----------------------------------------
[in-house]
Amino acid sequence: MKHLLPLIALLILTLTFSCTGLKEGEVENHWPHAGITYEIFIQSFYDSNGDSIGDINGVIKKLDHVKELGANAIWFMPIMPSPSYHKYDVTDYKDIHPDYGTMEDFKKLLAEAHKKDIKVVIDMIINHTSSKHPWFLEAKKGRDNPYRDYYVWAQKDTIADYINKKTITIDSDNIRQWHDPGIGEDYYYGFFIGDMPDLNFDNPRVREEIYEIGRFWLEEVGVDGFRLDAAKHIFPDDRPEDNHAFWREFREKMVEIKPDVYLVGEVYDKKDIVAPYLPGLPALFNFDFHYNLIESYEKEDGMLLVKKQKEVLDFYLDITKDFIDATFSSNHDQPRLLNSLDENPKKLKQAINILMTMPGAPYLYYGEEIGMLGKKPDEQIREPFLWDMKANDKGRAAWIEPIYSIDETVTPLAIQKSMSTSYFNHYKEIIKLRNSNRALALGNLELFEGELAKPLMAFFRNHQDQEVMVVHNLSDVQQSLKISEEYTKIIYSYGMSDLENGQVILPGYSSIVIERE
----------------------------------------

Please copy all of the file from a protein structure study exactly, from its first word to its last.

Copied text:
[in-house]
Amino acid sequence: MKHLLPLIALLILTLTFSCTGLKEGEVENHWPHAGITYEIFIQSFYDSNGDSIGDINGVIKKLDHVKELGANAIWFMPIMPSPSYHKYDVTDYKDIHPDYGTMEDFKKLLAEAHKKDIKVVIDMIINHTSSKHPWFLEAKKGRDNPYRDYYVWAQKDTIADYINKKTITIDSDNIRQWHDPGIGEDYYYGFFIGDMPDLNFDNPRVREEIYEIGRFWLEEVGVDGFRLDAAKHIFPDDRPEDNHAFWREFREKMVEIKPDVYLVGEVYDKKDIVAPYLPGLPALFNFDFHYNLIESYEKEDGMLLVKKQKEVLDFYLDITKDFIDATFSSNHDQPRLLNSLDENPKKLKQAINILMTMPGAPYLYYGEEIGMLGKKPDEQIREPFLWDMKANDKGRAAWIEPIYSIDETVTPLAIQKSMSTSYFNHYKEIIKLRNSNRALALGNLELFEGELAKPLMAFFRNHQDQEVMVVHNLSDVQQSLKISEEYTKIIYSYGMSDLENGQVILPGYSSIVIERE